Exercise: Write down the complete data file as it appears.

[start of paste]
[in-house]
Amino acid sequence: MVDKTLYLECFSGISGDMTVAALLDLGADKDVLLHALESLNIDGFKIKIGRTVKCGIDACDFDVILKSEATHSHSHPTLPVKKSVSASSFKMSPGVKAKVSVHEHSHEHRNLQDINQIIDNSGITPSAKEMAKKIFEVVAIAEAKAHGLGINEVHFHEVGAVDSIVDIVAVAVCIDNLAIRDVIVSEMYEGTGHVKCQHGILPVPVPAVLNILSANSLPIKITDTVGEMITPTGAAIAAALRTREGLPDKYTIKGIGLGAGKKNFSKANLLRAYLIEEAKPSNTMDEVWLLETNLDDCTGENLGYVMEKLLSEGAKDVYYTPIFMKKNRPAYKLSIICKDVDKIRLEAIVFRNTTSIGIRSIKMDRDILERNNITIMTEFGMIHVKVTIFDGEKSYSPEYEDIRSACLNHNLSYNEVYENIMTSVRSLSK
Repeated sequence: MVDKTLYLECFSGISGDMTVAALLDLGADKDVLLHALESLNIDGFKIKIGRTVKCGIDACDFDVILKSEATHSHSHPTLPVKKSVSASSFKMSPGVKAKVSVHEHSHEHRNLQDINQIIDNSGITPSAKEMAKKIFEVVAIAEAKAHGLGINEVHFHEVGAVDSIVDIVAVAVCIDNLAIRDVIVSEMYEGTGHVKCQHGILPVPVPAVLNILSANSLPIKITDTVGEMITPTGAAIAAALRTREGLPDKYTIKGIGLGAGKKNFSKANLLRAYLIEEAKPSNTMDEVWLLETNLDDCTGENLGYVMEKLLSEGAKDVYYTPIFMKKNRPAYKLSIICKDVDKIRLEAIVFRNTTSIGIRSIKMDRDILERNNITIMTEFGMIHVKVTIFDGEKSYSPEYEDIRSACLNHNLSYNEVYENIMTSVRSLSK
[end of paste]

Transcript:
[in-house]
Amino acid sequence: MVDKTLYLECFSGISGDMTVAALLDLGADKDVLLHALESLNIDGFKIKIGRTVKCGIDACDFDVILKSEATHSHSHPTLPVKKSVSASSFKMSPGVKAKVSVHEHSHEHRNLQDINQIIDNSGITPSAKEMAKKIFEVVAIAEAKAHGLGINEVHFHEVGAVDSIVDIVAVAVCIDNLAIRDVIVSEMYEGTGHVKCQHGILPVPVPAVLNILSANSLPIKITDTVGEMITPTGAAIAAALRTREGLPDKYTIKGIGLGAGKKNFSKANLLRAYLIEEAKPSNTMDEVWLLETNLDDCTGENLGYVMEKLLSEGAKDVYYTPIFMKKNRPAYKLSIICKDVDKIRLEAIVFRNTTSIGIRSIKMDRDILERNNITIMTEFGMIHVKVTIFDGEKSYSPEYEDIRSACLNHNLSYNEVYENIMTSVRSLSK
Repeated sequence: MVDKTLYLECFSGISGDMTVAALLDLGADKDVLLHALESLNIDGFKIKIGRTVKCGIDACDFDVILKSEATHSHSHPTLPVKKSVSASSFKMSPGVKAKVSVHEHSHEHRNLQDINQIIDNSGITPSAKEMAKKIFEVVAIAEAKAHGLGINEVHFHEVGAVDSIVDIVAVAVCIDNLAIRDVIVSEMYEGTGHVKCQHGILPVPVPAVLNILSANSLPIKITDTVGEMITPTGAAIAAALRTREGLPDKYTIKGIGLGAGKKNFSKANLLRAYLIEEAKPSNTMDEVWLLETNLDDCTGENLGYVMEKLLSEGAKDVYYTPIFMKKNRPAYKLSIICKDVDKIRLEAIVFRNTTSIGIRSIKMDRDILERNNITIMTEFGMIHVKVTIFDGEKSYSPEYEDIRSACLNHNLSYNEVYENIMTSVRSLSK